No matter how pernicious entertainment reporters and critics find the phrase “what, no…?” in the comments of their well-reasoned lists and rankings of noteworthy films, most of them (including yours truly) cannot resist a little armchair quarterbacking when high-profile nominations are handed out, as was the case this morning with the Oscars. Check out this gallery of just twelve of the incredible films made this year that are at least worthy of nominations from the AMPAS - and sadly received none.
Alex Garland’s follow-up to the critically-acclaimed “Ex Machina” attracted a lot of critical praise despite Paramount’s best efforts to bury it last spring, and it continues to resonate as a smart, female-driven science fiction project exploring issues worthy (at least) of a Best Adapted Screenplay nod, not to mention recognition of Rob Hardy’s phenomenal cinematography, Mark Digby’s production design and some really beautiful, bonkers visual effects.
'Crazy Rich Asians'
Jon M. Chu’s romantic comedy revival wasn’t merely noteworthy for its box office success and its virtually all-Asian cast; it tells a really wonderful story in what is for many a previously unseen landscape, featuring exceptional production design, a fantastic Best Supporting Actress performance by Michelle Yeoh, and certainly enough all-around qualities to make it worthy of a Best Picture nomination - especially since there are spots for ten contenders, and only eight were used.
Bo Burnham’s coming of age story doubles as one of the year’s most frightening films - mostly in terms of the recognition it produces in virtually anyone who sees it. Elsie Fisher netted a deserved Golden Globe nomination for her performance in the film, and it’s both her turn as Burnham’s writing and directing that deserve to be honored alongside the rest of the year’s best work.
So-called “adult” comedies seldom resonate with critics and audiences alike, but filmmakers Jonathan Goldstein and John Francis Daley plays its twists and turns perfectly straight for what ends up being a terrifically funny thriller. Meanwhile, Rachel McAdams is wonderful as the spirited Annie, and Jesse Plemons absolutely steals the show in a turn for which he absolutely deserves to contend for Best Supporting Actor.
As a mother dealing with indescribable loss - and the creeping influence of her late mother’s mysterious machinations - Toni Collette gives one of the year’s soul-baring performances in a film that resonates both with terror and absolute humanity. Alex Wolff’s deterioration as her character’s son offers its own incredible anchor for the frightening images and ideas in Ari Aster’s meticulous writing, and later, in his expert direction of this frightening tale.
'Leave No Trace'
Given the late surge in popularity for this film from a number of critics’ groups, Debra Granik’s film about a PTSD-stricken veteran raising his daughter off the grid seemed like it had a real shot for at least some well-deserved Best Adapted Screenplay and possible Best Director nominations. But both Ben Foster and Thomasin McKenzie do exceptional work in their co-lead roles, and its timely message resonates in such a way that a Best Picture nomination would be absolutely warranted.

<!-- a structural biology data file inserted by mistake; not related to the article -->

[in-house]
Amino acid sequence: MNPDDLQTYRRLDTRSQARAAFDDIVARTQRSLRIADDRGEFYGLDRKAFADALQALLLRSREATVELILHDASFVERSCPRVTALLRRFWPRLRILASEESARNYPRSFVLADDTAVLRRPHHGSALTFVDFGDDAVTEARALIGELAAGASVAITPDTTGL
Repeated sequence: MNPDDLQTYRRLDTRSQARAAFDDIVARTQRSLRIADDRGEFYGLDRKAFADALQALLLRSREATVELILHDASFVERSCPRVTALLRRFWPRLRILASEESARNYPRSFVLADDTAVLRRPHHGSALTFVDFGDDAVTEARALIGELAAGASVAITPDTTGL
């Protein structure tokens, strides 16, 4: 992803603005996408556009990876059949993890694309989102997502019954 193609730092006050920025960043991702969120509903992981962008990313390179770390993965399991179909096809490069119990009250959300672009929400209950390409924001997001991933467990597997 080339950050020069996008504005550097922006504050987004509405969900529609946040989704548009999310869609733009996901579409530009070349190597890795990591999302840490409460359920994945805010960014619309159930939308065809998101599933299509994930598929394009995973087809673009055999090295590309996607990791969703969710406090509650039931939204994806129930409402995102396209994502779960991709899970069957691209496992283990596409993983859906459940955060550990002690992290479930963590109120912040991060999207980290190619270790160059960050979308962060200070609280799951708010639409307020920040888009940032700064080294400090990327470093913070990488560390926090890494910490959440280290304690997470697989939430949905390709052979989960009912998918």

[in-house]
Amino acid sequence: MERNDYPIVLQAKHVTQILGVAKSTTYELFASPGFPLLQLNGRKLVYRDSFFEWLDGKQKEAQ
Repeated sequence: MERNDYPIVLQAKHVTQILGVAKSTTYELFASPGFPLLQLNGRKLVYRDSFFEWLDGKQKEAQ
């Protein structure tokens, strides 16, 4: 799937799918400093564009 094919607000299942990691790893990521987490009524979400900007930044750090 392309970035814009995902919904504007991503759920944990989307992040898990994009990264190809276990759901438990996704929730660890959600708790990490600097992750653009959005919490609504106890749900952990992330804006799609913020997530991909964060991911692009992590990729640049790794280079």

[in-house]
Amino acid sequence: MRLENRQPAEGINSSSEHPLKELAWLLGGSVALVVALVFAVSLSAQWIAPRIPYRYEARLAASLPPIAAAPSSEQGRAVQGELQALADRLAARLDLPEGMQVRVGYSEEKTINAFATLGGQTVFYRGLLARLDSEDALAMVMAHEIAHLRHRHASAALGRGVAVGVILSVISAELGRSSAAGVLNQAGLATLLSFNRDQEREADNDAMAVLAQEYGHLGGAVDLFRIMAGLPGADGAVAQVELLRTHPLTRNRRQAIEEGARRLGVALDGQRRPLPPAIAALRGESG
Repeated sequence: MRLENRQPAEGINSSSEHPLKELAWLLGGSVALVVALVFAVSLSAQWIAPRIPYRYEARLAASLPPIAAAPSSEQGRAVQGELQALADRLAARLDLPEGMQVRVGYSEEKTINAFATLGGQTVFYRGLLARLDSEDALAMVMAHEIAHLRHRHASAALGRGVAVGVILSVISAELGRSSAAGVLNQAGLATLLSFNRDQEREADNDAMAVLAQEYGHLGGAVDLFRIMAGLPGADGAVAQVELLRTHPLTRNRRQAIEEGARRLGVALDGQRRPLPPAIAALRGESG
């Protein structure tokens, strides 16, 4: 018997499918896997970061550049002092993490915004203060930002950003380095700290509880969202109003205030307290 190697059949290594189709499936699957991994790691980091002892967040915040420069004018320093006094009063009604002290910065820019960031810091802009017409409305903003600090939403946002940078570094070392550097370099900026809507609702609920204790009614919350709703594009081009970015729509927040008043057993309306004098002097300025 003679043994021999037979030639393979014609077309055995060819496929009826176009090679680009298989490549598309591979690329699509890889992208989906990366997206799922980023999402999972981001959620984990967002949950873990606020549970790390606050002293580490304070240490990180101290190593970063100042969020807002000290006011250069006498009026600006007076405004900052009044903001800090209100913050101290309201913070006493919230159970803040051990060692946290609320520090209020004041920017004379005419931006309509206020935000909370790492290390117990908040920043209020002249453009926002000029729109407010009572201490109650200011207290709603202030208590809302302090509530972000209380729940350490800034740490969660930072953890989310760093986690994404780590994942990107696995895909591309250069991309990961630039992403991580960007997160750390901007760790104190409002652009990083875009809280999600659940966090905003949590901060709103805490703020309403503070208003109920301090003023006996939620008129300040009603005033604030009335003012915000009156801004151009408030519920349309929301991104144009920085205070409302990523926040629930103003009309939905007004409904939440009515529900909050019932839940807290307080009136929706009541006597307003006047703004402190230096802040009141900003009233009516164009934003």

'Private Life' (2018)
Tamara Jenkins’ heartbreakingly funny story about a couple trying to have a child and the young woman who agrees to donate her eggs to them possibly suffered from lack of recognition because of its late-fall debut on Netflix, but Jenkins is an incredible storyteller with a gift for humor and intimacy in the face of devastating personal trauma. Her original screenplay is worthy of a nomination by itself, but Kathryn Hahn has been doing great work for years and this somehow surpasses almost all of it as Lead Actress.
Chloe Zhao’s astonishing, honest film about an injured rodeo rider contemplating his past, and his future has already earned dozens of awards from regional critics groups and five nominations from the Independent Spirit Awards. But Zhao’s writing and directing are certainly on par with the current Oscar nominees, and Brady Jandreau’s haunting, reflective performance is absolutely worthy of consideration for Best Actor.
Boots Riley has been attracting attention for his feature debut since its first appearance at Sundance, but this transgressive look at identity and representation and commercialism and horse people (?) pushed more than enough buttons to warrant a Best Screenplay nomination. Meanwhile, both Lakeith Stanfield and Tessa Thompson ground this wild film with performances that stand alongside the best of 2018.
'THE HATE U GIVE'
Unfortunately, this movie kind of came and went without raising anywhere near the amount of attention it deserved, in a number of year-end awards categories - including Best Picture, Best Adapted Screenplay for Audrey Wells, Best Actress for star Amandla Stenberg, and Supporting Actor Russell Hornsby. It’s a movie born out of earned (and deserved) anger that somehow never loses that emotional energy but manages somehow to feel hopeful in spite of it.
Steve McQueen’s reimagining of a 1980s BBC television series is a remarkable work from a major artist. Viola Davis’ lead performance is one powerfully weighted with fierce desperation; Elizabeth Debicki’s supporting turn offers a truly affecting, empowering transformation. McQueen’s direction is terrific, but it’s his collaboration with Gillian Flynn on its screenplay where the true power comes from, and an Adapted nomination could have recognized the core work that made this such an extraordinary film.
You Were Never Really Here
Lynne Ramsay is just one of a number of incredible female filmmakers whose work went unrecognized this year at the Oscars, but her latest film, about a troubled hit man who rescues trafficked girls, deserved nominations for both her direction and screenplay, its lead, Joaquin Phoenix, cinematographer Tom Townend, and Jonny Greenwood’s phenomenal score.